Smith-Bindman and colleagues (14) used mammography registry data pooled in the BCSC to assess relations between use of mammography and disparities in outcomes among more than 1 million women from diverse racial and ethnic backgrounds who have cancer. Between 1996 and 2002, 1 010 515 women in the consortium had 2 588 479 screening mammographies; 17 558 of these women received diagnoses of breast cancer. Cancer outcomes were provided by links to data from the Surveillance, Epidemiology, and End Results program. Women self-reported race at the time of mammography; consortium data and self-reporting were used to assess time since the last mammogram.

The researchers found that the rates of breast cancer were similar between African-American and white women (relative risk, 1.04 [95% CI, 0.95 to 1.1]), whereas Hispanic (relative risk, 0.76), Asian (relative risk, 0.76), and Native American (relative risk, 0.53) women had significantly lower rates of breast cancer. African-American and Hispanic women were more likely than white women to be diagnosed with advanced-stage tumors, and African-American, Hispanic, and Native American women were more likely than white women to be diagnosed with high-grade tumors. Women of different races had varied frequency of mammography screening, and white women were more likely than all other groups to be “adequately screened.” In all racial groups, the rates of larger, higher-grade, and more advanced tumors increased with the time since the last mammogram. In models controlling for recency of mammography, these differences were no longer present for rates of advanced-stage, large, or lymph node–positive breast cancer between white and African-American women. However, African-American women had less favorable tumor grades than did white women, even after accounting for screening frequency.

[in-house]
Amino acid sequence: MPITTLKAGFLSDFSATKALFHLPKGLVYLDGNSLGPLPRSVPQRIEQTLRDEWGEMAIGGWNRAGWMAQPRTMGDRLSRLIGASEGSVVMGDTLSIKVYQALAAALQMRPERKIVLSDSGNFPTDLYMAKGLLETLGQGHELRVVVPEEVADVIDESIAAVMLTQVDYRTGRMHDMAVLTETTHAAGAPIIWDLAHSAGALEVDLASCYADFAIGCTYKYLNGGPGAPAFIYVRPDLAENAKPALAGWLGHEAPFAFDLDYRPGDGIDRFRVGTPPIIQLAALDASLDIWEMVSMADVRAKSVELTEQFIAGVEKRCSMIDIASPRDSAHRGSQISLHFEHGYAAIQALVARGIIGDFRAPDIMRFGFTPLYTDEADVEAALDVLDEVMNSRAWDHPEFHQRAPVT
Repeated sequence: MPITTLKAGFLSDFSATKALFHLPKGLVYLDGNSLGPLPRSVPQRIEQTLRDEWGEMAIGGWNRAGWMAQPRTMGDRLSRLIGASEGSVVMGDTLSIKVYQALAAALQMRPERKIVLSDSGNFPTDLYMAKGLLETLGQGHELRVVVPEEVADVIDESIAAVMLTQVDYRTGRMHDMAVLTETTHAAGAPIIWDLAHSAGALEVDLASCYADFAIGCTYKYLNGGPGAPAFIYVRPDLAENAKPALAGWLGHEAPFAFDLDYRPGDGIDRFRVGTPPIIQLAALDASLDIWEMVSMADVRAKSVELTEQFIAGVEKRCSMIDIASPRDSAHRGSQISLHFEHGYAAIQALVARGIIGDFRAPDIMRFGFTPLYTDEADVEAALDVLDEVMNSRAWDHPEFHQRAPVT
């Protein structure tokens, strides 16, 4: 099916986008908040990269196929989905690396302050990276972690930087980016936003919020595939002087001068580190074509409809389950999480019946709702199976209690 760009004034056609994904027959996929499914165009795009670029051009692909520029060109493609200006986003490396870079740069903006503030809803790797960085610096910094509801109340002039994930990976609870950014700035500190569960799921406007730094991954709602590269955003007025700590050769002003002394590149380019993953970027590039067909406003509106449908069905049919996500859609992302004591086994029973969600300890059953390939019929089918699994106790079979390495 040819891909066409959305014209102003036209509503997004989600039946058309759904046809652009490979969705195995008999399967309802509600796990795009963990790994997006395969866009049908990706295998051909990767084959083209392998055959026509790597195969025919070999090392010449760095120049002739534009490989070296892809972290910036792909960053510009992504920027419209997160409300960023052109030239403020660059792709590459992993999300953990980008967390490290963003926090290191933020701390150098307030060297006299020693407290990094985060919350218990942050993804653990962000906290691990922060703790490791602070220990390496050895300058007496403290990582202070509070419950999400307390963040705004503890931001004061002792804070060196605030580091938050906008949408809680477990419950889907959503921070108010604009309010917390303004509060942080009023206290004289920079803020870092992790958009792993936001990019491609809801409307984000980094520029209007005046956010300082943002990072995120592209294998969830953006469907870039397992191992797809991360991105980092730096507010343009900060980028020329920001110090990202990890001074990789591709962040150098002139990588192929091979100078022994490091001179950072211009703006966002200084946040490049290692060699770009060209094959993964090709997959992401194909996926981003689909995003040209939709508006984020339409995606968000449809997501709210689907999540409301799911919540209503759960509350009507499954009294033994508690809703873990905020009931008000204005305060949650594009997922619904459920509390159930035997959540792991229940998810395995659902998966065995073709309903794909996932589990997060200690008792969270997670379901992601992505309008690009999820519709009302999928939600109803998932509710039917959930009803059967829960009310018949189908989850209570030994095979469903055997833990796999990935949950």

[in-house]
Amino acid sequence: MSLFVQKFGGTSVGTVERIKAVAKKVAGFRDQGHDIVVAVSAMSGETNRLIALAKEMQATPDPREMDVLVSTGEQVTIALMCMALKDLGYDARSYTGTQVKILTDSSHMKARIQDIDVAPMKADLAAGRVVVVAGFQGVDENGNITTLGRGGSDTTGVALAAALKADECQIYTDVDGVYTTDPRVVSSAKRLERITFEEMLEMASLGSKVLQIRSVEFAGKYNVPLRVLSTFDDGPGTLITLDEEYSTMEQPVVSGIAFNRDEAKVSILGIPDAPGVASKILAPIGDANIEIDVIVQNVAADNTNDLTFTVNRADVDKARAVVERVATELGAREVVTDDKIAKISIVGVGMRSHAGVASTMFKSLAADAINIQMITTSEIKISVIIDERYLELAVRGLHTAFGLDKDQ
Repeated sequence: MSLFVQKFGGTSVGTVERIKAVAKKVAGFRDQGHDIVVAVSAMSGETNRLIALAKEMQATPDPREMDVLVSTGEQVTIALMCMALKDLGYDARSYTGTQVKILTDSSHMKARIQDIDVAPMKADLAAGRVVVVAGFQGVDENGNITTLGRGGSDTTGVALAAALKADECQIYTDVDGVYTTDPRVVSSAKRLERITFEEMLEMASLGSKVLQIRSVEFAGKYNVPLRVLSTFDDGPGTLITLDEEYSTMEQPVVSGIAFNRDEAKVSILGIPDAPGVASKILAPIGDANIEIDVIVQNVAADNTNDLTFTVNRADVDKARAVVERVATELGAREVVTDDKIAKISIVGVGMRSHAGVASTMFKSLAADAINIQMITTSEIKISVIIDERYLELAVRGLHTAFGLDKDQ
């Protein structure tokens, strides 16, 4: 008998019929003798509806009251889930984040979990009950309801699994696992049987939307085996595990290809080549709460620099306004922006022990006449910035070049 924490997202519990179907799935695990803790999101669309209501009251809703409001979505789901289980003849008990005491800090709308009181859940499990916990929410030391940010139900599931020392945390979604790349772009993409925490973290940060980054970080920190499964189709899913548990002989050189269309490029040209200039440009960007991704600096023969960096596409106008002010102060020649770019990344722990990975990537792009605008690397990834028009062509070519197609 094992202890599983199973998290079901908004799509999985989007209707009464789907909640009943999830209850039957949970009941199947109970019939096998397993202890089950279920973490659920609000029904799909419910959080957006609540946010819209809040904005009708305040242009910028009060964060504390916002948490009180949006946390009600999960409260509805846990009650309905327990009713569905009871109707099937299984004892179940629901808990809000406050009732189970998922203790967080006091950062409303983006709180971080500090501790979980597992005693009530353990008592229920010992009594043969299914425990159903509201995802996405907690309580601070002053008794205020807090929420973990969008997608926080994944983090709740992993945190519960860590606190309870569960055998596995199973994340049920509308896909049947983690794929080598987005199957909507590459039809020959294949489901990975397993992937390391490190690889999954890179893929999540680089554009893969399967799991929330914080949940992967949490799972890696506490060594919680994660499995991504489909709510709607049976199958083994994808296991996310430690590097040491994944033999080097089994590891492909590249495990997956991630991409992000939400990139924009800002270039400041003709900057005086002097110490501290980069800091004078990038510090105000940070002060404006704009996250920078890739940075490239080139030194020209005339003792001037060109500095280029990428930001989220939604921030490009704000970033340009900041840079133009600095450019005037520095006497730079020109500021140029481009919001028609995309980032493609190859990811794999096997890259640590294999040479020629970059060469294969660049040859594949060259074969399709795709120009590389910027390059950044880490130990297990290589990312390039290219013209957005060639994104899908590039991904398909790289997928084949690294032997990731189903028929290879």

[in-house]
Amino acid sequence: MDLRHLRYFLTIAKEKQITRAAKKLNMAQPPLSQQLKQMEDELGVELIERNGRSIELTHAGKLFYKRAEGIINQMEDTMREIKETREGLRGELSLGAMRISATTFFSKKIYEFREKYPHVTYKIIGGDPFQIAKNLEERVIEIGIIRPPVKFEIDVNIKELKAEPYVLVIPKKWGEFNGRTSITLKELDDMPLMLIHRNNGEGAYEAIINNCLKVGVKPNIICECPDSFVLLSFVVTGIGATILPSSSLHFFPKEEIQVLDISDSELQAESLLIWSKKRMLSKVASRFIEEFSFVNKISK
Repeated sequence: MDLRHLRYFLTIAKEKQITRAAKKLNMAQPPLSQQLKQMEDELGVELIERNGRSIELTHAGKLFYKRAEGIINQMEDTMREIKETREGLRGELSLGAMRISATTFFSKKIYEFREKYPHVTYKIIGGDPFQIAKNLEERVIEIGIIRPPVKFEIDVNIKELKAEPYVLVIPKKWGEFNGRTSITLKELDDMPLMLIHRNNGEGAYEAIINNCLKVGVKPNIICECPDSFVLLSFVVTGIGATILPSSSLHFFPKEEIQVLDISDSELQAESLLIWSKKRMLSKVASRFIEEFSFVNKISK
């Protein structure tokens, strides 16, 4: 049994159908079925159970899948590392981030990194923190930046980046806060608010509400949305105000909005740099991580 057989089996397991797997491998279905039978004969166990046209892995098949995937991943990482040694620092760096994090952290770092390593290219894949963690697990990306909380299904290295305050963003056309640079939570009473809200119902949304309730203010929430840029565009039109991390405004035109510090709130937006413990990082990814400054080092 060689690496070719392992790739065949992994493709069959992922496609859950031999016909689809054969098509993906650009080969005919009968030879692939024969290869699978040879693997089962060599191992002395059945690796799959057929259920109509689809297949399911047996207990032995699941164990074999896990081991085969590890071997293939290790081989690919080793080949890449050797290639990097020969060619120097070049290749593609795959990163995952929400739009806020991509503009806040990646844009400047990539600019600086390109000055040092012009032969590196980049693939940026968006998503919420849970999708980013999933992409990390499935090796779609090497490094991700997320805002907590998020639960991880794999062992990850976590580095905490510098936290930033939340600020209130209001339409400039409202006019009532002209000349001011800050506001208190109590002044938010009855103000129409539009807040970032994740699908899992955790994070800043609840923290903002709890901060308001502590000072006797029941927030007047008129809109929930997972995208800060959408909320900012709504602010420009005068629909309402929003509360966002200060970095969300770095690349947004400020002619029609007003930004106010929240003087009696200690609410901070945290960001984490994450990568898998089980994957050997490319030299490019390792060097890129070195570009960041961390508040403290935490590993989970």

The authors suggest that more frequent screening might improve mortality rates, especially among women who have been never screened or those who have been infrequently screened. This supposition is buoyed by the strength of the association between frequency of screening and rates of advanced cancer at diagnosis and the robustness of this association across groups of women with different racial and ethnic backgrounds. However, their finding is only an association and cannot establish causation; it is possible that other unmeasured and unknown factors are responsible for risk for advanced cancer and lack of regular screening. The finding of a persistently significant difference in the proportion of high-grade breast cancer among African-American and white women suggests that some portion of the excess mortality burden is not amenable to more frequent screening; in this regard, the authors refer to “indirect evidence of biological differences.” However, biological differences are not the only way to consider this finding; other possible explanations would necessarily include environmental as well as genetic and other factors (16).